Svalbard, the polar bear’s home, is the most well-known polar bear-watching destination in Europe. Svalbard is the epitome of chilly and otherworldly beauty. Outside of Troms, this isolated archipelago is one of the best places to see the northern lights. A visit here is one to remember, since it is located halfway between mainland Norway and the North Pole.

Alta

Alta, which is extremely far north but yet accessible, is becoming a favorite northern lights destination, with a number of lodges devoted to the cause.

Varanger

It is situated in far northern Norway, beneath the auroral oval, and is known as the Varanger area. It will take a long trip to get to this area of the nation, but since it is so far off the main route, you will be rewarded with minimal light pollution and spectacular views of the northern lights above you. Base yourself in one of the tiny villages along the Barentshavet and spend your days exploring the Varangerhalvya Nasjonalpark in between evenings spent chasing the Northern Lights.

North Cape

The North Cape, which is situated in the municipality of Nordkapp and is the northernmost point in Europe that can be reached by driving, is the northernmost point in the world that can be reached by car. Despite the difficulty in getting here, this is one of the most unusual and off-the-beaten-path locations to see the lights.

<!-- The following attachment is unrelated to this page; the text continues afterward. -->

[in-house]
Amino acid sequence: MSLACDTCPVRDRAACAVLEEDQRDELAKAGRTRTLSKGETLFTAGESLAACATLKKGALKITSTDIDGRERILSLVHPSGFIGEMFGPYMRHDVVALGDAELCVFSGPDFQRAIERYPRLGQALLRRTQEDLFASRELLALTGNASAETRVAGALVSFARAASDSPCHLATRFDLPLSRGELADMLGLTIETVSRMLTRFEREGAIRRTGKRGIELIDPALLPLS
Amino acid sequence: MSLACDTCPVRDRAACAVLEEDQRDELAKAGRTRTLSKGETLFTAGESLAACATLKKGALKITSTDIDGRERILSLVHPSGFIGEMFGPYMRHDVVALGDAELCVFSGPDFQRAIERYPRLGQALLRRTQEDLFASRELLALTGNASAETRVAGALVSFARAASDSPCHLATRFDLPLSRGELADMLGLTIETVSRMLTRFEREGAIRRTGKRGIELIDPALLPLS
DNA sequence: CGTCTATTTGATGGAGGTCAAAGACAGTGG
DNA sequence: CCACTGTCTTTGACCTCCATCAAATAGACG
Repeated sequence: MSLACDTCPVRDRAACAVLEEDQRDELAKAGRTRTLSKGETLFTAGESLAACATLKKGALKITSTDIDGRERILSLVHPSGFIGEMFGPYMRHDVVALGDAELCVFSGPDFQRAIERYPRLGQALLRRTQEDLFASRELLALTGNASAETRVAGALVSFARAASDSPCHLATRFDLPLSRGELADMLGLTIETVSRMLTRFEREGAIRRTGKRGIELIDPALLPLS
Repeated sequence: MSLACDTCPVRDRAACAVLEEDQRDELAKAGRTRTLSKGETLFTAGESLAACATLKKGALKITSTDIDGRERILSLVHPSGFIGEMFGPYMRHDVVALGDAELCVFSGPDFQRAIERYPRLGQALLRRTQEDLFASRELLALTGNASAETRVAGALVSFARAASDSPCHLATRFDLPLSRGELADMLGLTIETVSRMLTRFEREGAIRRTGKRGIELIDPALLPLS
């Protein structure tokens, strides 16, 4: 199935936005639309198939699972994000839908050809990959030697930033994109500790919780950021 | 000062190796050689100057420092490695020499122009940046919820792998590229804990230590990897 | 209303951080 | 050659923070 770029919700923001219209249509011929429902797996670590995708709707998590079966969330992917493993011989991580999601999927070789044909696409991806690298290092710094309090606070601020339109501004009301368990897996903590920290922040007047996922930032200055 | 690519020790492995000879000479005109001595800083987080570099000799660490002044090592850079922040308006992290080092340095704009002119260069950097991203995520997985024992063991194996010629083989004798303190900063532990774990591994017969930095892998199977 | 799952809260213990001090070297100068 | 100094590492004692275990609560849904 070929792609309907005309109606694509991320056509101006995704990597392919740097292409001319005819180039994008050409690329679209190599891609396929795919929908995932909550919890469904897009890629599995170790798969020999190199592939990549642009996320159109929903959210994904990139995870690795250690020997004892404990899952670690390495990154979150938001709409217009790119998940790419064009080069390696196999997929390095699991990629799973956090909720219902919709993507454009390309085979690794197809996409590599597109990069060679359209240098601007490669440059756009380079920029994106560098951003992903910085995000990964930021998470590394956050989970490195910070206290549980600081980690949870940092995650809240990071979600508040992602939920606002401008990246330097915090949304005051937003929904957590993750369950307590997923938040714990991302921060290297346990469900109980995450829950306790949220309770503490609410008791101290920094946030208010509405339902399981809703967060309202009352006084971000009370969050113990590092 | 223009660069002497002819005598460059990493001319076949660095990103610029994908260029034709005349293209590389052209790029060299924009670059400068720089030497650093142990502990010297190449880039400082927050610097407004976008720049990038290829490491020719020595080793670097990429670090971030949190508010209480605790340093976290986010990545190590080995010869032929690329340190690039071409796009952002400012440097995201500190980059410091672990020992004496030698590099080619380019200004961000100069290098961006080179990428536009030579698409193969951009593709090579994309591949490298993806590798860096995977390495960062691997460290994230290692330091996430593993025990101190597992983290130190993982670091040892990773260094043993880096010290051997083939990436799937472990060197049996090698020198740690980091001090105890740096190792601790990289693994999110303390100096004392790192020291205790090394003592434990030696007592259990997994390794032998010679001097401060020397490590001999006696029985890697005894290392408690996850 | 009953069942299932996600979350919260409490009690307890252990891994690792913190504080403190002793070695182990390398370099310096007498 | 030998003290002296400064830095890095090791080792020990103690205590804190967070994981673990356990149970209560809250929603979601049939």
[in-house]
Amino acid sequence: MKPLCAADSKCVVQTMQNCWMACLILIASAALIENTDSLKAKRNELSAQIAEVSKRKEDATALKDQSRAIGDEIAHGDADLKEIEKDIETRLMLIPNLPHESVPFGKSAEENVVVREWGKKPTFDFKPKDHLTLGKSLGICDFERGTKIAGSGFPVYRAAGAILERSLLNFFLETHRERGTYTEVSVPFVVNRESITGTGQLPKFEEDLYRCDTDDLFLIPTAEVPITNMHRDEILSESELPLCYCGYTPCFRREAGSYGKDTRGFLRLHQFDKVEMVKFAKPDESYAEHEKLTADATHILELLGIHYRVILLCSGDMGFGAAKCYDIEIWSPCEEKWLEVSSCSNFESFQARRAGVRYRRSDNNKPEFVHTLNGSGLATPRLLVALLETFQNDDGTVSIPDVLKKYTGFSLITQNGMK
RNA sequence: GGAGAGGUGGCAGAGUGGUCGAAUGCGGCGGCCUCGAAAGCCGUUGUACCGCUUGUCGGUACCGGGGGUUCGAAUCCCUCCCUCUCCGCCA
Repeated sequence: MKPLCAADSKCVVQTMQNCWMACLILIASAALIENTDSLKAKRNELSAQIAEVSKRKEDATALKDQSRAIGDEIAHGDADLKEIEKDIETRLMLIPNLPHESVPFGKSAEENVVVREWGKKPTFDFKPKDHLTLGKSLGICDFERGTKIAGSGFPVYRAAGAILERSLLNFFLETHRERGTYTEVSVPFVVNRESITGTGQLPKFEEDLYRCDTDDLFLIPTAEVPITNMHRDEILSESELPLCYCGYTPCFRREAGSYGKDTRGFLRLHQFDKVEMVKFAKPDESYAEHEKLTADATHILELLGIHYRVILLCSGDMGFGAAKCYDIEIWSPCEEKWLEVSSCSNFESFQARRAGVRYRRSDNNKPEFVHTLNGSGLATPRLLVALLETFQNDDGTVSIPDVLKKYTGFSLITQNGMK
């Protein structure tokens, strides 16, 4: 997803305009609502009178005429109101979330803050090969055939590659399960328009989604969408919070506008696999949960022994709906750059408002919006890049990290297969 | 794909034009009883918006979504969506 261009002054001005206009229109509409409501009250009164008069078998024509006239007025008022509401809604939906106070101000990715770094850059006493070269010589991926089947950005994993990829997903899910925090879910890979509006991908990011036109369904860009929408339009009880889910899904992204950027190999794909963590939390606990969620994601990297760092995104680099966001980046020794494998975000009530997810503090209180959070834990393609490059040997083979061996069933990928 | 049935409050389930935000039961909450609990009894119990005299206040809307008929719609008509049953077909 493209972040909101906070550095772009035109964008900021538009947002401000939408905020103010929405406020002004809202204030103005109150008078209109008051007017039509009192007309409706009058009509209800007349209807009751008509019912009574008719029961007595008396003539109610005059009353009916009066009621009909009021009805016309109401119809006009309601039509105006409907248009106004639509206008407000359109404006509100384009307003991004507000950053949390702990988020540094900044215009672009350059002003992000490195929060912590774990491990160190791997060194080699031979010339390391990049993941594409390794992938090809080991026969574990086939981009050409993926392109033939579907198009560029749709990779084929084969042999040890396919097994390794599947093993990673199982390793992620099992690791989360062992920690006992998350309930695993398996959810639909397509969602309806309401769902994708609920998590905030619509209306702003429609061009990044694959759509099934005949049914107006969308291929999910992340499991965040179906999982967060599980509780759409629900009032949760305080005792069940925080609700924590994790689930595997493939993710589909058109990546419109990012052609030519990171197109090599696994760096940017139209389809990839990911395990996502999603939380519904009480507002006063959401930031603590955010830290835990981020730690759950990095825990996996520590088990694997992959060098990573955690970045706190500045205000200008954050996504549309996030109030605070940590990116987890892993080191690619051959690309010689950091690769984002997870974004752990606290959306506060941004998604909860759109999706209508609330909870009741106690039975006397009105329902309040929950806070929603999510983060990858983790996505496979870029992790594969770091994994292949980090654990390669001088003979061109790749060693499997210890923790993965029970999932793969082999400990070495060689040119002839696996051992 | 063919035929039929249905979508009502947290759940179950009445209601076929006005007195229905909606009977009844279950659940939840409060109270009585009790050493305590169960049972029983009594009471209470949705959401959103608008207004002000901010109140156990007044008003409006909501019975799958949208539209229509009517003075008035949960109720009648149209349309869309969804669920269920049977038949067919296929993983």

In the event that you have access to a vehicle, going out on your own to look for the Northern Lights is a possibility. It is recommended that you embark on a trip with a knowledgeable guide, who will not only increase your chances of seeing the Aurora Borealis, but he will also know where to take you to ensure that you have the best possible experience.

Tips

Study photography techniques since photographing the northern lights is not the simplest thing to do while in the wilderness. Getting as far away from cities and their light pollution as possible can increase your chances of witnessing the Northern Lights. If there are clouds in the sky, you won’t be able to see much. So check the weather for clouds.
Maintain an optimistic frame of mind. When it comes to finding the right lighting, sometimes you just need a little bit of luck, so keep your hopes up and your camera at the ready.

You will not be required to carry any heavy-duty equipment. The majority of excursions, such as a snowmobile safari, will supply you with all of the necessary equipment. You will, however, need to prepare for the winter months.

Time Of Trip

When should you arrange a vacation to view the northern lights, how long should you allow yourself?
If you want to view the northern lights, we suggest that you stay at least 4-5 days, but the more time you have the better. Within the Arctic Circle, 10-12 days is considered to be the optimal length of time to spend there.

This will give you enough time to really explore the inlets, fjords, and islands of the northern, as well as enough time to catch a clear night if the weather turns unpredictable. You’ll also want to set aside some time to go on some unusual snow-related activities.

In the Arctic, you may see some of the largest marine creatures on the planet, and seeing an orca surfacing above the iron-grey seas off Tromso and Svalbard is a sight you will never forget for the rest of your life.

Seeing the aurora borealis is one of the most amazing sights on the planet, and it should definitely be on everyone’s bucket list.